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How Do PPIs Work Differently From Antacids?

Hand holding multiple pills of varying shapes and sizes

Antacids like TUMS and proton pump inhibitors, or PPIs, like Nexium, Prevacid, generic omeprazole, and other similarly named over-the-counter drugs, are typically the first line of defense against mild to moderate acid reflux. These two kinds of medication work differently to achieve a similar result: reducing acid or acidity in the gastric juices, which helps eliminate the burn commonly associated with reflux.

First, before we understand the differences between these two drugs, we must discuss why reflux burns. Gastric juices are very corrosive, and for good reason – they are the first line in breaking down or digesting food and serve to eliminate pathogens that we may ingest through food or drink. The stomach is a very acidic and hostile environment. On the other hand, the esophagus is entirely different, with a soft, sensitive lining that helps push food and drink down into the stomach. Typically, a one-way valve known as a lower esophageal sphincter (LES) allows food and drink to drop into the stomach but closes before gastric juices push back into the esophagus. When the LES starts to lose its normal function and reflux occurs, these juices can cause significant chest and neck pain akin to a burn. Eventually, persistent acid reflux, known as Barrett’s Esophagus, can cause pre-cancerous cellular changes within the esophagus.

As to why it’s called heartburn, this is simply because the typical location of the burn is in the middle of the chest. It has nothing to do with the heart itself.

What Are Antacids, and Do They Work?

Antacids like Tums are typically chalky substances with a slightly alkaline pH that, when consumed, neutralize the acid in the stomach. In other words, they are more of a reactive than a proactive option for reflux symptoms. Most patients take antacids when they first experience reflux and, depending on severity, may experience almost immediate relief. While these are effective, they have limitations, and patients with more chronic acid reflux, also known as GERD, will not enjoy significant or prolonged relief.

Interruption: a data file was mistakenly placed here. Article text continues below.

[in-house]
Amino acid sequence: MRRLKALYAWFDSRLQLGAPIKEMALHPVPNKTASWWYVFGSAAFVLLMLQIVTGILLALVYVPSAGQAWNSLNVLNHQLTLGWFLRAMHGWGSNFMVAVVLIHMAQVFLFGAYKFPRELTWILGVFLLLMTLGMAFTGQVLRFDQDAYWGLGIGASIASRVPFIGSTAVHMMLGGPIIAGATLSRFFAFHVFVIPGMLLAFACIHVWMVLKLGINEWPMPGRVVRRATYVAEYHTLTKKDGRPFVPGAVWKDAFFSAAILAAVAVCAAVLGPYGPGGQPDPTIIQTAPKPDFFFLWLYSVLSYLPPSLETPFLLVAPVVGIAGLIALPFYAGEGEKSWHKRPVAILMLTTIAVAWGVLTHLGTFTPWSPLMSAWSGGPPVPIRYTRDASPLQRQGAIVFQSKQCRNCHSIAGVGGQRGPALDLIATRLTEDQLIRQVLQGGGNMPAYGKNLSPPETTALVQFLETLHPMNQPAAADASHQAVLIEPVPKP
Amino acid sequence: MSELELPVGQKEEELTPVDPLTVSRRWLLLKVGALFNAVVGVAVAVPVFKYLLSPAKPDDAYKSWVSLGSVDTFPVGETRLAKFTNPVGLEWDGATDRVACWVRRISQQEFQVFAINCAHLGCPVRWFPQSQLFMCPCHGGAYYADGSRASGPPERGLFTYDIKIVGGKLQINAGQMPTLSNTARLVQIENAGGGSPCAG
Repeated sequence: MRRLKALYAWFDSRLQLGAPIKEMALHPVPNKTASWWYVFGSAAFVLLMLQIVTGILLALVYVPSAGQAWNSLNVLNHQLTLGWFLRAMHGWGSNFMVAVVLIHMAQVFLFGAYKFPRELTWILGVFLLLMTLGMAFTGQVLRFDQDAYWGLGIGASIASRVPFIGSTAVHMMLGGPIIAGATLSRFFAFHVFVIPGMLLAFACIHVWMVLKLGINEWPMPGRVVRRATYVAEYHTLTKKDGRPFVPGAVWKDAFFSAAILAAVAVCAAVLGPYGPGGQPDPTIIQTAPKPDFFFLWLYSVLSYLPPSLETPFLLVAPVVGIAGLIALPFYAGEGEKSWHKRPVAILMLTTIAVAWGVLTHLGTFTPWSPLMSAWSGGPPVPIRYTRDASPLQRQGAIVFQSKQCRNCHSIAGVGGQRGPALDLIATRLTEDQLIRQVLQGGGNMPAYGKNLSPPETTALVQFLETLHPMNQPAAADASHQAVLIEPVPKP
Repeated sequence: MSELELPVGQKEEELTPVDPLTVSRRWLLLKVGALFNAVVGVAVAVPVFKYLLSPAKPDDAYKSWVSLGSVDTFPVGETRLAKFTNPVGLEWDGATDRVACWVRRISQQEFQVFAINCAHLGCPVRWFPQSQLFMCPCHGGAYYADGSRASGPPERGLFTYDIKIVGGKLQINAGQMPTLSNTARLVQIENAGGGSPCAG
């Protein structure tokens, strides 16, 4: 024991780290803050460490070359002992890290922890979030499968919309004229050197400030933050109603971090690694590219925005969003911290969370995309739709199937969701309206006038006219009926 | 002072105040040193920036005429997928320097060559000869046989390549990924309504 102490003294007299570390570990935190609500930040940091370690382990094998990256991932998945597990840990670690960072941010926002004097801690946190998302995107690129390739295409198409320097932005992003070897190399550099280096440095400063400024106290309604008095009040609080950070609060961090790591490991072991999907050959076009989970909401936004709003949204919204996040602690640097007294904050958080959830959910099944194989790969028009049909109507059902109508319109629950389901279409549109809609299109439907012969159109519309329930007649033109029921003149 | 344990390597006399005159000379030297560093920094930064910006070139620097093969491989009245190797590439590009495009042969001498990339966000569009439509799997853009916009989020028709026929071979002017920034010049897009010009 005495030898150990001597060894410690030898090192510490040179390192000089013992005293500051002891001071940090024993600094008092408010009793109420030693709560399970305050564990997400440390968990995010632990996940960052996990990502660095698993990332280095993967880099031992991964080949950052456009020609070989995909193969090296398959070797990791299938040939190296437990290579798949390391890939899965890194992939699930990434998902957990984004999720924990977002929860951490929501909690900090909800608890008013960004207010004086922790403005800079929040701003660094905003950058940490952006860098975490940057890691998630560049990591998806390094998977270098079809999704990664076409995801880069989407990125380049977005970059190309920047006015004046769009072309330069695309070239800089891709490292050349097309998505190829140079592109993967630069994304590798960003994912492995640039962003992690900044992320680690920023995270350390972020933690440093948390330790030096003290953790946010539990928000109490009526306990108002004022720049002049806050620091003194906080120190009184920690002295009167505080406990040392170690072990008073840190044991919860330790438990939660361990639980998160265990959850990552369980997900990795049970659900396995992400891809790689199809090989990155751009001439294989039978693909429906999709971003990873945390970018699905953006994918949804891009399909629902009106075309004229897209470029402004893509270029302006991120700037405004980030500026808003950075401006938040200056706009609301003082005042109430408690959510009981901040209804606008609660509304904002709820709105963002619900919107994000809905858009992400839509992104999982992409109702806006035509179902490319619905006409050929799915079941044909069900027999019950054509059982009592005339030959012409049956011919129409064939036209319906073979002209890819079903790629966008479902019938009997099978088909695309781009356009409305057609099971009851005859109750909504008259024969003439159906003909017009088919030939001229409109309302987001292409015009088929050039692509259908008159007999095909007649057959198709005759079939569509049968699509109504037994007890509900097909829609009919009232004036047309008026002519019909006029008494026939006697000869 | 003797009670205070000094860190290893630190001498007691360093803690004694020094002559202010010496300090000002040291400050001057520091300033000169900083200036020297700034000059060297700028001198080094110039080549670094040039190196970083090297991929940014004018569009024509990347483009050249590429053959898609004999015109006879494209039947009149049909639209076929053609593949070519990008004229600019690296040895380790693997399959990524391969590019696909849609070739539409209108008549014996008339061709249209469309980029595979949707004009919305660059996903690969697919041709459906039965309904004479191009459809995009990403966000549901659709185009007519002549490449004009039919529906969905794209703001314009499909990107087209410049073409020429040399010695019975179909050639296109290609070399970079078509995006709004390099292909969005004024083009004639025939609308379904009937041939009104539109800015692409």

Proton Pump Inhibitors, or PPIs

PPIs, on the other hand, are more of a proactive medication for acid reflux, or Gerd. They are indicated for moderate cases of reflux and work by slowing acid production in the stomach’s acid production nodes, known as the proton pumps. As such, while taking these drugs, minimal acid is produced in the stomach.

While this reduces symptoms of GERD, it does not address the core issue, and less acidic but still corrosive gastric juices continue to reflux into the esophagus. Remember, reflux is caused by the inactivation of the lower esophageal sphincter (or being overwhelmed by the upward motion of gastric juices). This does not change after taking over-the-counter medications. To truly reduce the damage caused by chronic reflux, patients should prioritize lifestyle change in the form of improved diet and exercise. This allows for weight loss and consequent reduction in intra-abdominal pressure.

Patients with obesity may also consider a gastric bypass, which, in addition to facilitating weight loss, improves or eliminates reflux in almost all patients. Other options include a fundoplication that wraps the upper portion of the stomach around the lower portion of the esophagus or an implantable bracelet-like device known as the LINX reflux management system. These minimally invasive surgical options reinforce the lower esophageal sphincter by adding appropriate pressure externally.

Next Steps

Patients with acid reflux should know the options available by contacting our office and scheduling a consultation with Dr. Tsuda.